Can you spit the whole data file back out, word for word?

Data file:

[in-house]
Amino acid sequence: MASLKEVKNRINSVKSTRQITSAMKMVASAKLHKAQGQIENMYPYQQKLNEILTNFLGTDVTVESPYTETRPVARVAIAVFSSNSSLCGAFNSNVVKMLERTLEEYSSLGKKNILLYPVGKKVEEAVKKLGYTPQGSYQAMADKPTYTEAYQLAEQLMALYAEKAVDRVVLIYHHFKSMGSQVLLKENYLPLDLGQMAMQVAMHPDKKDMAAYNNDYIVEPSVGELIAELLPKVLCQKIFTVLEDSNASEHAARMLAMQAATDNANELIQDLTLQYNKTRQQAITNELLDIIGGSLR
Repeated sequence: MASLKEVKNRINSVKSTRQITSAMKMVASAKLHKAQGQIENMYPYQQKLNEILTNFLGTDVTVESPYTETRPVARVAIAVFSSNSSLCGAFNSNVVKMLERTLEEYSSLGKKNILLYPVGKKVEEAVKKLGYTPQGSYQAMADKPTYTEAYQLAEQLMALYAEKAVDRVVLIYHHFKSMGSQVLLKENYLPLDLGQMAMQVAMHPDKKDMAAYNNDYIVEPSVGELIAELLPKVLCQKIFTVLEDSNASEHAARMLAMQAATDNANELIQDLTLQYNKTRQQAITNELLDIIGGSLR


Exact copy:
[in-house]
Amino acid sequence: MASLKEVKNRINSVKSTRQITSAMKMVASAKLHKAQGQIENMYPYQQKLNEILTNFLGTDVTVESPYTETRPVARVAIAVFSSNSSLCGAFNSNVVKMLERTLEEYSSLGKKNILLYPVGKKVEEAVKKLGYTPQGSYQAMADKPTYTEAYQLAEQLMALYAEKAVDRVVLIYHHFKSMGSQVLLKENYLPLDLGQMAMQVAMHPDKKDMAAYNNDYIVEPSVGELIAELLPKVLCQKIFTVLEDSNASEHAARMLAMQAATDNANELIQDLTLQYNKTRQQAITNELLDIIGGSLR
Repeated sequence: MASLKEVKNRINSVKSTRQITSAMKMVASAKLHKAQGQIENMYPYQQKLNEILTNFLGTDVTVESPYTETRPVARVAIAVFSSNSSLCGAFNSNVVKMLERTLEEYSSLGKKNILLYPVGKKVEEAVKKLGYTPQGSYQAMADKPTYTEAYQLAEQLMALYAEKAVDRVVLIYHHFKSMGSQVLLKENYLPLDLGQMAMQVAMHPDKKDMAAYNNDYIVEPSVGELIAELLPKVLCQKIFTVLEDSNASEHAARMLAMQAATDNANELIQDLTLQYNKTRQQAITNELLDIIGGSLR